Purposefully Biased Interactions: Reducing Heterosocial Anxiety through Self-Perception Theory
A treatment for heterosocial anxiety based on D. J. Bem's (1972) self-perception theory, involving use of prearranged, purposefully biased interactions with members of the opposite sex, was compared with an imaginal therapy technique and a no-treatment control group. In addition, Ss in treatment groups received either a positive or negative expectancy for treatment outcome. Instruments included the Situation Questionnaire and the State scale of the State-Trait Anxiety Inventory. Results for 80 heterosocially anxious college males indicate that although the imaginal technique had a highly significant effect on self-report measures when Ss had a positive expectancy, little happened if they had a negative expectancy. Moreover, the imaginal technique had little or no effect on behavioral and physiological measures with either expectancy condition. The biased interaction technique, unaffected by expectancy, caused significant changes in all 3 modes of responding and for both expectancy conditions. Results suggest that the biased interaction treatment, whereby the focus was on the observation of one's own successful performance in an area in which difficulty is normally encountered, was more effective for reducing anxiety than an imaginal technique in which the focus was on a client's internal states. (37 ref) (PsycINFO Database Record (c) 2006 APA, all rights reserved).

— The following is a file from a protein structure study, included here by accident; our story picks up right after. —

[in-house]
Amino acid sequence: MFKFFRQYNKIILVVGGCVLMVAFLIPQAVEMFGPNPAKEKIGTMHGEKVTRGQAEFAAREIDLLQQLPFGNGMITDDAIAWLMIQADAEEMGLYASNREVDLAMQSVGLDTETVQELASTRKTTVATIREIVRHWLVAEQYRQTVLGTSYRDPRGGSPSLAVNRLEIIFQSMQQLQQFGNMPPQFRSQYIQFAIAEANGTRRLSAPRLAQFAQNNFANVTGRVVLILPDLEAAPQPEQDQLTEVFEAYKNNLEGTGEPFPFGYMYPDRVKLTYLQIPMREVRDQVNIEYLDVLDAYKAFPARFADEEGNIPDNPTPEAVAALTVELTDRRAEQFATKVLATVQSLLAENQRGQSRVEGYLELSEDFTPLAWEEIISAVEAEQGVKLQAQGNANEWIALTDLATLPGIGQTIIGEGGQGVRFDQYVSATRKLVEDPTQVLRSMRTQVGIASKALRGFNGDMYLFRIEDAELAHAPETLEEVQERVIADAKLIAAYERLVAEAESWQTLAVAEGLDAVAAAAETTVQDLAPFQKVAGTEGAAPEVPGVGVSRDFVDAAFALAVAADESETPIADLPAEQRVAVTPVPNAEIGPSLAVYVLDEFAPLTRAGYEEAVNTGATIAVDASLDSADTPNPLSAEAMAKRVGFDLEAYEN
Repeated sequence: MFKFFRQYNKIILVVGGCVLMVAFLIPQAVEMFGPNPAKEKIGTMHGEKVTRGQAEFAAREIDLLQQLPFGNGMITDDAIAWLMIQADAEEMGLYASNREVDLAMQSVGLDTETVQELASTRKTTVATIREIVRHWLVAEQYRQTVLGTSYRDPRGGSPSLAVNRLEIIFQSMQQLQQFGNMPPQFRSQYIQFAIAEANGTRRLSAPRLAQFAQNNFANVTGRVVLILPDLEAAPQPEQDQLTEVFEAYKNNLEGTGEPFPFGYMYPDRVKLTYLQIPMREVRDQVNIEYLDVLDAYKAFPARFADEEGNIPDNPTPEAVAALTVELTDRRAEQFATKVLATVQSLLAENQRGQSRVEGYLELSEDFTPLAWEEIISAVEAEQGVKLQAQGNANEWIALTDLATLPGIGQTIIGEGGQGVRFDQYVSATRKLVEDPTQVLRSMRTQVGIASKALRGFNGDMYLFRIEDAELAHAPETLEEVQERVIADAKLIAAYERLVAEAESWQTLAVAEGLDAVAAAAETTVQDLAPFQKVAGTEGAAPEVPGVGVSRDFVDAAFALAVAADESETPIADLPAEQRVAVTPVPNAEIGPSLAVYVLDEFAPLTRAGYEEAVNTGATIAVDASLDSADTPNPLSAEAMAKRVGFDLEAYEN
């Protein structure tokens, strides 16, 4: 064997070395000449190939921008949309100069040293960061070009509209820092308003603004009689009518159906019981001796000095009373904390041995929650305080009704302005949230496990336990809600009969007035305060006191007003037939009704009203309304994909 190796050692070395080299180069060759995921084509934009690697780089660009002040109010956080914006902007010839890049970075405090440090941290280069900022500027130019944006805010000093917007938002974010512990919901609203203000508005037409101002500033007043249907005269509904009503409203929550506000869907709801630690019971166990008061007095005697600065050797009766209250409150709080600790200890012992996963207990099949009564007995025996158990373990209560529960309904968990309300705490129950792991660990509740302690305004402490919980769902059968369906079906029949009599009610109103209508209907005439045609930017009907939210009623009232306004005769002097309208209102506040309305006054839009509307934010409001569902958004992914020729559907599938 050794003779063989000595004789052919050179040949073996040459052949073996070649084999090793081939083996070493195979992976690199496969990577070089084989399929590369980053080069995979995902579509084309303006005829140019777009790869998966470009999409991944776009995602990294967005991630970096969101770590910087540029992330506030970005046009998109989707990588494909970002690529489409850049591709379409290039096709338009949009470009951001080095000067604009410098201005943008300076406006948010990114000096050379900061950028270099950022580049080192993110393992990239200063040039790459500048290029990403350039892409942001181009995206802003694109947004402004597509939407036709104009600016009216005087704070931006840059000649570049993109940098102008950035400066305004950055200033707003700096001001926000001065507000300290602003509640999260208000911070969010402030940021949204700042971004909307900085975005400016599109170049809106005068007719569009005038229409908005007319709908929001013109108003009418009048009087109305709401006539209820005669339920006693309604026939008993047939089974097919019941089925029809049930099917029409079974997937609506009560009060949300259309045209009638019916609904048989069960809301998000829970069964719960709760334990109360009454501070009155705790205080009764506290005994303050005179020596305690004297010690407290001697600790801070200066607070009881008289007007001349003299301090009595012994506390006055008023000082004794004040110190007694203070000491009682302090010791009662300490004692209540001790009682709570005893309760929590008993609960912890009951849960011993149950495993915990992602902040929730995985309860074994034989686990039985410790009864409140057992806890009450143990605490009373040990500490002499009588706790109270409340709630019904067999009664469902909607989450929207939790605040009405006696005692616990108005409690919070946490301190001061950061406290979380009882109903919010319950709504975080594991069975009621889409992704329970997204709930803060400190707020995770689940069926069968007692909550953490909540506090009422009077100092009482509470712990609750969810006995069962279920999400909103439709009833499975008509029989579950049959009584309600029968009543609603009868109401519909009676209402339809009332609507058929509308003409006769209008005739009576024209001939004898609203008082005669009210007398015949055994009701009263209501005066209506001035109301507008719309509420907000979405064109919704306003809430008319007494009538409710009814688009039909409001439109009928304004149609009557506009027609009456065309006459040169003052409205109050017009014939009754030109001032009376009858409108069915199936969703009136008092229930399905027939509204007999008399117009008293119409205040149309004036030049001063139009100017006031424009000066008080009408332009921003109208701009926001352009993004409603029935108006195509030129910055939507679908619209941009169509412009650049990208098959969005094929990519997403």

Montgomery, F. H., & Montgomery, R. (1984). Purposefully Biased Interactions: Reducing Heterosocial Anxiety through Self-Perception Theory. Journal of Personality and Social Psychology, 47(4), pp. 900-908.
The definitive version is available at https://doi.org/10.1037/0022-35220.127.116.110
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© 1984 American Psychological Association Inc., All rights reserved.